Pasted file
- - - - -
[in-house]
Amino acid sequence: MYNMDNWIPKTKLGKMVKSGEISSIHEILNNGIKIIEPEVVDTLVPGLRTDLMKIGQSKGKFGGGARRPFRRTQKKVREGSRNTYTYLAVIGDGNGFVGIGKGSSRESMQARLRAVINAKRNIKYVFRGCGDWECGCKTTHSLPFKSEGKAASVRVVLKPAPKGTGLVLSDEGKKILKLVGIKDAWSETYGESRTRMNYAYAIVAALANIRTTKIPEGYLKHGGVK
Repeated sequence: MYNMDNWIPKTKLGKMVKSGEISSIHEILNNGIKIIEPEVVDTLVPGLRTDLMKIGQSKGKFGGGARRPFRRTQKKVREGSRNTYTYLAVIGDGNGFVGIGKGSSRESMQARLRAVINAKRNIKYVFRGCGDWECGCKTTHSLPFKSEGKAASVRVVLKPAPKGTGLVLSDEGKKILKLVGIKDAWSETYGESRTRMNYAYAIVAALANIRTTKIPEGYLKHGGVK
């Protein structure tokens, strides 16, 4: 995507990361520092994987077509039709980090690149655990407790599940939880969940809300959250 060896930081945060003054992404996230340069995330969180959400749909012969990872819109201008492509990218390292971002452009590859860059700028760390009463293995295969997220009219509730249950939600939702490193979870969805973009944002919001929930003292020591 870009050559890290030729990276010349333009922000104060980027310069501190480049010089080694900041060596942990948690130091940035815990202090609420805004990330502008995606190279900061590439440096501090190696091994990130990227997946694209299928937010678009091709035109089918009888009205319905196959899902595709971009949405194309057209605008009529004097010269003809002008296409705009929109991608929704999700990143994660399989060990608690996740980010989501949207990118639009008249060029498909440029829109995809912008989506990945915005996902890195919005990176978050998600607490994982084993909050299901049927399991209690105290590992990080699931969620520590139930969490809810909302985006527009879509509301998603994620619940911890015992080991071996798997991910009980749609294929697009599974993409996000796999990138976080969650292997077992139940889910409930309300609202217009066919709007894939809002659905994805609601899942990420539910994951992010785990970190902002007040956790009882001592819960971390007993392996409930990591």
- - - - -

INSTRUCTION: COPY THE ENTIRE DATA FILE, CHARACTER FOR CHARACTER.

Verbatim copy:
[in-house]
Amino acid sequence: MYNMDNWIPKTKLGKMVKSGEISSIHEILNNGIKIIEPEVVDTLVPGLRTDLMKIGQSKGKFGGGARRPFRRTQKKVREGSRNTYTYLAVIGDGNGFVGIGKGSSRESMQARLRAVINAKRNIKYVFRGCGDWECGCKTTHSLPFKSEGKAASVRVVLKPAPKGTGLVLSDEGKKILKLVGIKDAWSETYGESRTRMNYAYAIVAALANIRTTKIPEGYLKHGGVK
Repeated sequence: MYNMDNWIPKTKLGKMVKSGEISSIHEILNNGIKIIEPEVVDTLVPGLRTDLMKIGQSKGKFGGGARRPFRRTQKKVREGSRNTYTYLAVIGDGNGFVGIGKGSSRESMQARLRAVINAKRNIKYVFRGCGDWECGCKTTHSLPFKSEGKAASVRVVLKPAPKGTGLVLSDEGKKILKLVGIKDAWSETYGESRTRMNYAYAIVAALANIRTTKIPEGYLKHGGVK
């Protein structure tokens, strides 16, 4: 995507990361520092994987077509039709980090690149655990407790599940939880969940809300959250 060896930081945060003054992404996230340069995330969180959400749909012969990872819109201008492509990218390292971002452009590859860059700028760390009463293995295969997220009219509730249950939600939702490193979870969805973009944002919001929930003292020591 870009050559890290030729990276010349333009922000104060980027310069501190480049010089080694900041060596942990948690130091940035815990202090609420805004990330502008995606190279900061590439440096501090190696091994990130990227997946694209299928937010678009091709035109089918009888009205319905196959899902595709971009949405194309057209605008009529004097010269003809002008296409705009929109991608929704999700990143994660399989060990608690996740980010989501949207990118639009008249060029498909440029829109995809912008989506990945915005996902890195919005990176978050998600607490994982084993909050299901049927399991209690105290590992990080699931969620520590139930969490809810909302985006527009879509509301998603994620619940911890015992080991071996798997991910009980749609294929697009599974993409996000796999990138976080969650292997077992139940889910409930309300609202217009066919709007894939809002659905994805609601899942990420539910994951992010785990970190902002007040956790009882001592819960971390007993392996409930990591």